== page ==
CBN: Merging the myth and superspy genres will not be easy. Explain.


Al Ewing: It is a bit easy, in places. Loki has a selection of spy-type gadgets – they just happen to work off Asgardian magic rather than Midgardian science. There’s not so much difference between seven-league boots and jetpack shoes if you think about it – just like there’s not much difference between the secretive, back-stabby world of spies and double-agents and the kind of lying, cheating and assorted naughtiness Loki gets up to before breakfast.

CBN: Will Loki have his own version of Moneypenny (lol)?

Al Ewing: It’d be truer to say he’s got his own version of the Impossible Missions Force – or Ocean’s 11.

CBN: What type of threats/foes will we see the God of Mischief tackle first?

Al Ewing: I’ll keep these quite light and spoiler-free. In issue #1 he’s taking on a certain popular super-team for a special mission that we won’t spoil – one which brings him into contact, and combat, with his beloved brother. Who suddenly seems a lot less brotherly. Hmmmm.

Then in issue #2, it’s a face-off with old flame and fellow younger sibling Lorelei, who’s stealing her way across the casinos of Europe. And in issue #3… we reach the limits of what I can keep spoiler-free. Loki does fight a giant otter in that one, though, I can tell you that.

CBN: The first few pages bring us a dead Thor??!

Al Ewing: Page one, panel one. We kill Thor. The God of Thunder is six feet under. Once he was a frog, now he’s croaked. He’s a Thorpse. Et cetera.

CBN: The next thing you will be telling us is that Loki will be fighting the Avengers …


Al Ewing: I will tell you that! I pretty much already did. 

In fact, we decided to go extra fan-service-y and have him fight the particular six Avengers from the big film thingy that was doing the rounds not so long ago. (My idea, I’m afraid. I couldn’t resist.)

CBN: What does Lee Garbett bring to the table? Are you a fan?

Al Ewing: Oh, I’m a huge fan. Lee brings just about everything to the table if you ask me, including the table. He’s got a brilliant art style that’s both clear and evocative, and a real mastery of expression and nuance. He’s given our Loki a personality all his own, and I count getting new bits of art through from him as one of the highlights of my day.

CBN: Al, any projects present or future you would like to mention?

Al Ewing: Well, Mighty Avengers is out every month! So far, it’s making people happy and getting a lot of good reviews, which is nice. I can only promise it’ll get even wilder as the year continues – I just saw a spread today that made my eyes pop with its cosmic greatness, and in a few short months it’ll do the same to you.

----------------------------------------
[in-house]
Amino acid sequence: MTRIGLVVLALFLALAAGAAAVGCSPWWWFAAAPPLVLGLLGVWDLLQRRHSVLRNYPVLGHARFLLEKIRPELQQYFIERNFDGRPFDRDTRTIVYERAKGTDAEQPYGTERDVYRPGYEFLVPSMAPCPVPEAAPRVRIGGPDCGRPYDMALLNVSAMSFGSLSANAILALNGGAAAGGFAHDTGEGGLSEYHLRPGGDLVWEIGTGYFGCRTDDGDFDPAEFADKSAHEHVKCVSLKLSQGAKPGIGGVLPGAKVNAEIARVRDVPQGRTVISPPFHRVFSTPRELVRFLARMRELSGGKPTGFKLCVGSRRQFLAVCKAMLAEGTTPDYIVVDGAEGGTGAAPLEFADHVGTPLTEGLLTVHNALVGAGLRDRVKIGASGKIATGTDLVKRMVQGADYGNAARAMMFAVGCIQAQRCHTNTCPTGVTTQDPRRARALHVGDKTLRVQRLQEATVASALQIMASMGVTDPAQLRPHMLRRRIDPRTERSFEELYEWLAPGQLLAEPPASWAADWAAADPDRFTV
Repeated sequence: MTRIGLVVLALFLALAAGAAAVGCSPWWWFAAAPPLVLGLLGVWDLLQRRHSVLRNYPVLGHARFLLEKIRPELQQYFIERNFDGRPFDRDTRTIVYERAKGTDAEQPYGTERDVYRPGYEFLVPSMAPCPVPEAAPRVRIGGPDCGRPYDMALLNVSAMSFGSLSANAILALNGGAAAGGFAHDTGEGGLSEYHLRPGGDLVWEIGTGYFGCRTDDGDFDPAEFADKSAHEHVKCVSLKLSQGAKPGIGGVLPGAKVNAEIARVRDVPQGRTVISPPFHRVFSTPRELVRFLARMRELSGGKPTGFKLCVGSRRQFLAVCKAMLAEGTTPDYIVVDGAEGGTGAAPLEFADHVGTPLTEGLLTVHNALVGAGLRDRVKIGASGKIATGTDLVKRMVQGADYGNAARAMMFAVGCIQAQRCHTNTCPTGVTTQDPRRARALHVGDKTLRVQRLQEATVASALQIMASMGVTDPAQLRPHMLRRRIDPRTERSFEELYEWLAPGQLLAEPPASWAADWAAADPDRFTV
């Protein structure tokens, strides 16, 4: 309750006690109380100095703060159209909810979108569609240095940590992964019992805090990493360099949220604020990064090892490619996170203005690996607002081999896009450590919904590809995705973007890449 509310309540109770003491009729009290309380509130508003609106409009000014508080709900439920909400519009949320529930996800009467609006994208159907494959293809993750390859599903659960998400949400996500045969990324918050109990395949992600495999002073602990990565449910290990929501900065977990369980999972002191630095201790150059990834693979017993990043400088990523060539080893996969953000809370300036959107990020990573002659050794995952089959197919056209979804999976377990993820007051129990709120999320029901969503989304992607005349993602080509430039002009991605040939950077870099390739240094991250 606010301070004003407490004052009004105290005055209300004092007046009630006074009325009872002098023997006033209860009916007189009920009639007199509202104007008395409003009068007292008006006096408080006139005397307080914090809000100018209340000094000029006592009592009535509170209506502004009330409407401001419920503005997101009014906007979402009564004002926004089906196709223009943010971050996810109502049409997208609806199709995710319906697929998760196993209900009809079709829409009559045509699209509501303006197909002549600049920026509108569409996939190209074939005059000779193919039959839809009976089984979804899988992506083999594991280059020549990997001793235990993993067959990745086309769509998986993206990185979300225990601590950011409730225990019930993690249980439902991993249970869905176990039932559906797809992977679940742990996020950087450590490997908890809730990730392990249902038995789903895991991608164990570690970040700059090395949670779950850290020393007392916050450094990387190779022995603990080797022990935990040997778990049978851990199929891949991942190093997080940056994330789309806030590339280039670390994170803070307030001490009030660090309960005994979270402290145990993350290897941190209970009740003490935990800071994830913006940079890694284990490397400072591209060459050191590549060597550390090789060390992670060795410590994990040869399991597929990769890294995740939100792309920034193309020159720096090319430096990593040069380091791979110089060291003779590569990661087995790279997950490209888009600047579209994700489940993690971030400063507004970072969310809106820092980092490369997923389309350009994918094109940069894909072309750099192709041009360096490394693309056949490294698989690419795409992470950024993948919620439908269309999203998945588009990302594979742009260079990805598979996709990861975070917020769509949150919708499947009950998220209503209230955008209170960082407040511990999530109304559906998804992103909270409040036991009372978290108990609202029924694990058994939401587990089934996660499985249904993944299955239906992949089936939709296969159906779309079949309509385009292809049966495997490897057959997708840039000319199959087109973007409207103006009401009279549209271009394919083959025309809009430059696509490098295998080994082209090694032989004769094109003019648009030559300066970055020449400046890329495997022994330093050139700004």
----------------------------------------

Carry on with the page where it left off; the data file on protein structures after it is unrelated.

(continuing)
There’s also two Zombo trades out from 2000 AD, available in the US and the UK, my novel The Fictional Man is still on sale, along with my other ones, and I just got done with Iron Man: Fatal Frontier for those on Comixology. There are other things going on – a few projects in various media – but I can’t talk about those just yet.

Cosmic Book News would like to thank Al Ewing for taking time out of his busy schedule to answer our questions. We would also like to thank Marvel’s own Chris D’Lando who helped make this interview possible.

“Loki: Agent of Asgard” #1 hits stores next month!

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Exclusive: Founder Mike Richardson discusses direction of Dark Horse & Teases Project Black Sky


It was expected, but that did not make its coming any less shocking. Last week came word through a press release that Walt Disney Company, new owners of Lucasfilm, would be returning the license for Star Wars comic books over to Marvel, also owned by Disney, and away from Dark Horse in 2015.

Marvel published Star Wars comics for nine years in the late 1970s and early 1980s. Dark Horse Comics has held the license since 1991.

Quick to respond to the announcement, Mike Richardson, founder of Dark Horse, sent out a statement that said in part: “All things come to pass. So too do all license deals. … It is ironic that this announcement comes at a time when Dark Horse is experiencing its most successful year ever. … 2014 may be our last year at the helm of the Star Wars comics franchise, but we plan to make it a memorable one. We know that fans of the franchise will expect no less. The Force is with us still.”

To get to the heart of what is coming up for Dark Horse, Cosmic Book News Managing Editor Byron Brewer exclusively discussed the brand with Richardson. This is that interview.

Cosmic Book News: Mike, to the comic book fan, what will be the marked difference between Dark Horse going forward and what they may have found in the past?


Mike Richardson: Well. obviously the growing influence of digital distribution looms over the industry. Content-wise, we will follow the same formula that has been historically successful for us. That formula includes a mix of creator owned, licensed, and company owned projects. In the coming year, you might see an increased emphasis on our creator owned projects. It is interesting to note that I spoke with the executive of another comics company who served as a consultant to comics publishers for several years. He told me that he studied the industry and settled on the Dark Horse strategy as the path for success for those publishers. Looking at the “indie” comic landscape, they must have listened.